Volunteer work on the Juan Tabo and La Cueva Picnic Areas, Sandia Ranger District

“Volunteers do not necessarily have the time; they just have the heart.”
~Elizabeth Andrew

Rock shelter with mountain landscapeThe Historic Juan Tabo and La Cueva Picnic Areas on the Sandia Ranger District were constructed during the Great Depression by members of the Civilian Conservation Corps. The picnic areas are now unique historic sites that were designed to blend with and complement the surrounding landscape, with picnic tables tucked inside patches of oak trees, and around iconic boulders on the western side of the Sandia Mountains. While the picnic areas have long been a popular destination for forest visitors, in recent years they have been subject to repeated vandalism which has contributed to them falling into disrepair.

Picnic table with mountain landscapeSince 2015, the Forest Service has partnered with members of the community and numerous volunteers to help restore the sites. Almost 1,000 volunteers have participated in the restoration effort over the past 4 ½ years, with some individuals contributing thousands of volunteer hours. One of the latest projects is the restoration of select concrete picnic table tops and benches. The concrete used in the 1930s had a unique green hue that was replicated with the help of graduate students from the University of New Mexico engineering department, who analyzed and developed a mix that has been used in the restoration efforts. Skilled craftsmen from the American Carpenter’s Union have been volunteering weekends over the past year to restore the original table tops. This past weekend, the volunteers worked to reconstruct the benches inside the Juan Tabo Rock Shelter.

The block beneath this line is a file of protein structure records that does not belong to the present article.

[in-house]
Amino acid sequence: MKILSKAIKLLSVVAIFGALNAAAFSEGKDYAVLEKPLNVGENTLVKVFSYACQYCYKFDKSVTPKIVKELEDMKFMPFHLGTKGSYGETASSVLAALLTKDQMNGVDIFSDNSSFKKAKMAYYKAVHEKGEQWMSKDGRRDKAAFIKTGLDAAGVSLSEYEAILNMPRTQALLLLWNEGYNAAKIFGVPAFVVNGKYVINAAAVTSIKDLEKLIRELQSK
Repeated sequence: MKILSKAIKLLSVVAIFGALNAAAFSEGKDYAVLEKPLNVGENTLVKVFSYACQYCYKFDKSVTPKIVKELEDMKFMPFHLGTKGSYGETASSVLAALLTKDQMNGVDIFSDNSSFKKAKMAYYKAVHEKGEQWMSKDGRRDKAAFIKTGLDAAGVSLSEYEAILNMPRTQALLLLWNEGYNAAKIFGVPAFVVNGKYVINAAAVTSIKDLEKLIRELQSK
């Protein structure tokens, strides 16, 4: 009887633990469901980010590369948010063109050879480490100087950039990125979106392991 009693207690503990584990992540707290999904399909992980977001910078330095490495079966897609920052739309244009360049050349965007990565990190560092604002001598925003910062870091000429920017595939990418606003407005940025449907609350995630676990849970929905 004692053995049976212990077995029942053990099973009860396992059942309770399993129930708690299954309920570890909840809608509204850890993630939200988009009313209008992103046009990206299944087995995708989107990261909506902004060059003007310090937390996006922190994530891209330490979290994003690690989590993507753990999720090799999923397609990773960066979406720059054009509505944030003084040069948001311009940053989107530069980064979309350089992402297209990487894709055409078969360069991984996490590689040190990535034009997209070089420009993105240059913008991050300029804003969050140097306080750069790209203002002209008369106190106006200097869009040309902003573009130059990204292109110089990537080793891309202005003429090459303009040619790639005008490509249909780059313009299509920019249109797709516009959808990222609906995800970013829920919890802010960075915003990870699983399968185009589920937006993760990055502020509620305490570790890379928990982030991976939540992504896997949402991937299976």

The Cibola National Forest and National Grasslands appreciates all the hard work that all our volunteers do.
People with equipment restoring shelter People with equipment restoring the shelter

In fiscal year 2018, the U.S. Department of Agriculture’s Forest Service reported more than 120,000 volunteer and service opportunities on Forest lands and units. Together, volunteers and service participants contributed 5.2 million hours valued at $128.2 million and equivalent to 2,885 full-time employees—nearly 10 percent of the Forest Service permanent workforce. In 2019, the Cibola National Forest and Grasslands had over 430 volunteers participating on various projects across the forest, and 49,371 hours of time contributed by volunteers, partners, youth corps, and organizations.